, which further discouraged long-range planning
and productivity of the nation’s most powerful financial institutions.

America is
now suffering great economic turmoil while rewarding the short-term,
immediate gratification of the Wall Street fat cats. As a major
contributor of pervading societal moral decay, the Wall Street Bailout
has been an example of activist government redistribution programs
that discourage saving, investing, long-range planning and responsibility.

Over generations
of electoral rearranging of deck chairs and further expansion of
government's size and power, America has experienced a decline in
personal responsibility and traditional values. As a consequence
of Social
Security
, families’ responsibility for the care of their elder
members is transferred to anonymous neighbors. President Obama's
threatened government takeover of the entire medical system will
make FDR's New
Deal pale in comparison.

Thus, America's
structure of government's territorial monopoly and legislative rule
has turned society from one of natural
laws
guarding individual rights to one of man-made
laws
that have allowed citizens to covet others' wealth and
property, and has enabled politicians to rise to the top with proficiency
in rhetoric but no abilities in producing anything of actual value
to others.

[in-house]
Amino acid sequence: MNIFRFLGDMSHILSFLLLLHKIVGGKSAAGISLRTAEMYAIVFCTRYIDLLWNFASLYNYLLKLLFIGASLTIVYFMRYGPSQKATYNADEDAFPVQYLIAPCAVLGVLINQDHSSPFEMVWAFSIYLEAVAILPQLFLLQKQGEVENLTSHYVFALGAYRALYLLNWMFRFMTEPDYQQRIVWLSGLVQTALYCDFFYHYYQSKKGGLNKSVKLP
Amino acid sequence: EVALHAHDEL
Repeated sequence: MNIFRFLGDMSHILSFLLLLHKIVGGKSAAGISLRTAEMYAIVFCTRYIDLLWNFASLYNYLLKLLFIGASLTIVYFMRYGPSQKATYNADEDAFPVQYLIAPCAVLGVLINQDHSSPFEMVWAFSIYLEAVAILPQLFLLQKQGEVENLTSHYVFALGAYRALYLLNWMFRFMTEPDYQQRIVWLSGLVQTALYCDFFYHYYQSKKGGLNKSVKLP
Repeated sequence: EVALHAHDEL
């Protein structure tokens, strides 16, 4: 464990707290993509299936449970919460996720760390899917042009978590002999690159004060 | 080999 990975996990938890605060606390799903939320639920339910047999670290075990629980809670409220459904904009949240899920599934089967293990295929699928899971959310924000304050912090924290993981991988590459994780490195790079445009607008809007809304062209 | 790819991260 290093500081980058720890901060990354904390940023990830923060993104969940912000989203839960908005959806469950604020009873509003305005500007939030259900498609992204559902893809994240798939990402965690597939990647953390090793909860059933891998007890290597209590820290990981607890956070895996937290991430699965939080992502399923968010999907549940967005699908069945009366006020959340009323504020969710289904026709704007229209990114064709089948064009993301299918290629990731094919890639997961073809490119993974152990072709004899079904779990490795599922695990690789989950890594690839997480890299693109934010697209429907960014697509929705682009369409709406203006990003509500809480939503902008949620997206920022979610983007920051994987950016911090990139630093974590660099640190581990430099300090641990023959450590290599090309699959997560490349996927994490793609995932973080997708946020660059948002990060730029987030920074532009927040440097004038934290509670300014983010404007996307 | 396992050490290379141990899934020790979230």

The 2010 delusion
of correcting government's mistakes has already begun with Scott
Brown's recent election to the United States Senate. After having
voted for socialized health care and fascist insurance mandates
in Massachusetts, and opposing cutting the state income tax, Brown
was falsely promoted as a conservative Tea Party candidate. And
already the Tea Party movement itself, supposedly one promoting
independence and limited government, is being pulled into a life
of dependence on the GOP, a party glued to the false security of
dependence on centralized Big Government's monopoly of territorial
protection
. As author James Bovard observed,

We now have
the Battered Citizen Syndrome: the more debacles, the more voters
cling to faith in their rulers…. The greater the government's
failure to protect, the greater the subsequent mass fear — and
the easier it becomes to subjugate the populace.

One way to
prevent a huge societal disaster is by decentralizing, the dismantling
of the federal government and letting the states have their independence
and sovereignty back.

The total
destruction of the United States of America will have been wrought
by the U.S. federal government. Instead of rearranging the deck
chairs on the Titanic with more electoral changes, the way to save
America will be by decentralization
and a return to the sanctity of private property rights, freedom
of association and contract, and totally unrestricted free trade
and commerce.

Scott
Lazarowitz [send him mail]
is a commentator and cartoonist at Reasonandjest.com/blog.